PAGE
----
Oder–Neisse line

in Świnoujście, Poland

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Bałtycka 11, 72-600 Świnoujście, Poland
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N53° 55' 34.7" E14° 13' 26.5"   (53.926305555556, 14.224027777778)
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The Oder–Neisse line (Polish: granica na Odrze i Nysie Łużyckiej, German: Oder-Neiße-Grenze) is the international border between Germany and Poland. It was drawn at the Potsdam Conference in the aftermath of the Second World War and is primarily delineated along the Oder and Lusatian Neisse rivers in Central Europe, meeting the Baltic Sea to the north, just west of the Polish seaports of Szczecin and Świnoujście (German: Stettin and Swinemünde).All prewar German territory east of the line and within the 1937 German boundaries (23.8% of the former Weimar Republic) were placed under International Law Administrative status, with most of it being made part of newly-Communist Poland. The small remainder, consisting of the territory surrounding the German city of Königsberg (now renamed Kaliningrad, in honour of Soviet head of state Mikhail Kalinin) in northern East Prussia, was allocated to the Soviet Union (as Kaliningrad Oblast of the Russian SFSR, today the Russian Federation) after the war (pending the final World War II peace treaty for Germany). The vast majority of the native German population in these territories fled or were evacuated, or were ethnically cleansed by force.The Oder–Neisse line marked the border between the German Democratic Republic (East Germany) and Poland from 1950 to 1990. East Germany confirmed the border with Poland in 1950, while West Germany, after a period of refusal, finally accepted the border (with reservations) in 1970. In 1990 the newly reunified Germany and the Republic of Poland signed a treaty recognizing it as their border.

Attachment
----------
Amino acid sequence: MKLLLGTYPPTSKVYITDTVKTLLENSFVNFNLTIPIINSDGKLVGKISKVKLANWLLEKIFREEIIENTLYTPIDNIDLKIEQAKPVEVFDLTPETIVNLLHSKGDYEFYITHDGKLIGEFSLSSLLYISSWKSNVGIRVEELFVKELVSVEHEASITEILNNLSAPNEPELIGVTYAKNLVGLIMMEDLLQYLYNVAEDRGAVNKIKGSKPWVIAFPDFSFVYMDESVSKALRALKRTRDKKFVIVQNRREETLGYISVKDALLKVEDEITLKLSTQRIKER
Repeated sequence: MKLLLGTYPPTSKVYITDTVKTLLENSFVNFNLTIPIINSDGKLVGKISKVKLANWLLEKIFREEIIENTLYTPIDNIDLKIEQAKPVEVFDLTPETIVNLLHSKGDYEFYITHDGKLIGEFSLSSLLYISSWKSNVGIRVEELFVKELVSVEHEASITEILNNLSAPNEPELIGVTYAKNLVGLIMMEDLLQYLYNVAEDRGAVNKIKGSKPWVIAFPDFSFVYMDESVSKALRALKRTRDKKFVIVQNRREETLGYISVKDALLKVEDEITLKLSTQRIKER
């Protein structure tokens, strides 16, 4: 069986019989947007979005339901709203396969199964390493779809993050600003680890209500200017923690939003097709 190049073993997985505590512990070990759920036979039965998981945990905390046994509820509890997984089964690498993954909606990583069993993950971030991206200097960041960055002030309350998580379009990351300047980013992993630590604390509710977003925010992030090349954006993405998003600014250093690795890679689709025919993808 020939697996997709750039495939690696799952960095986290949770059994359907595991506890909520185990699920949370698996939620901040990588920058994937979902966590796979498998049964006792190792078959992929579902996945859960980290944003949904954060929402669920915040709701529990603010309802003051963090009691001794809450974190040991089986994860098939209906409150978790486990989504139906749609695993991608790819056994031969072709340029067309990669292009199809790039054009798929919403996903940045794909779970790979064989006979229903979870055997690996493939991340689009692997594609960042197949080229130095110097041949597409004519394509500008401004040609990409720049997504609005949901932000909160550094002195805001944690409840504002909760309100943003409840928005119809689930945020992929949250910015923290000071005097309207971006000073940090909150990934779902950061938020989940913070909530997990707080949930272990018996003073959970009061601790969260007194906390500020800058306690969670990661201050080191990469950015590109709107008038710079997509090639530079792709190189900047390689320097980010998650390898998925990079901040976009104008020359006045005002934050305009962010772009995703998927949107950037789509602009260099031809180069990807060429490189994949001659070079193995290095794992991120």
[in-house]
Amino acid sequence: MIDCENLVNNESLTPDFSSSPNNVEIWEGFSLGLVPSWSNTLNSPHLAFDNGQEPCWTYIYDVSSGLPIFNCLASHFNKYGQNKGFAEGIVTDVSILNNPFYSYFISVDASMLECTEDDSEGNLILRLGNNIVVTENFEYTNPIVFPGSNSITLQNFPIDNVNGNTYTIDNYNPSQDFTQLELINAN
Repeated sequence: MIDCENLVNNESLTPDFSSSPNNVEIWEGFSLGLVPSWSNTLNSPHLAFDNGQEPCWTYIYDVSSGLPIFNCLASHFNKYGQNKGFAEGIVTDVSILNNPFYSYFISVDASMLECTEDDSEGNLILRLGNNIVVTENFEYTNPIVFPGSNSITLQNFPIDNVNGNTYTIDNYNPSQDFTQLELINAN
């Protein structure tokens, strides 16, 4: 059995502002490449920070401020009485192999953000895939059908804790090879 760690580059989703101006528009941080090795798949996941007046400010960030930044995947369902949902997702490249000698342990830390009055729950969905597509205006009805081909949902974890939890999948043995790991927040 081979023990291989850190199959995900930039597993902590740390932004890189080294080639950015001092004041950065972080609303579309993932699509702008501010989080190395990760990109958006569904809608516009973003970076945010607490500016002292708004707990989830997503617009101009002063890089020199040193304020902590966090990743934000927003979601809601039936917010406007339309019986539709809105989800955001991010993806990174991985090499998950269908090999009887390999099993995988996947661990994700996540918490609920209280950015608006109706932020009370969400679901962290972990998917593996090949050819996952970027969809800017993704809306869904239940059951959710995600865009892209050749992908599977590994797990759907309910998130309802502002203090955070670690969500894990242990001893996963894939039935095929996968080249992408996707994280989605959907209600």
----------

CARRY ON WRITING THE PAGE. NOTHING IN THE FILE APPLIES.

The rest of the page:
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Oder–Neisse line

Address: Bałtycka 11, 72-600 Świnoujście, Poland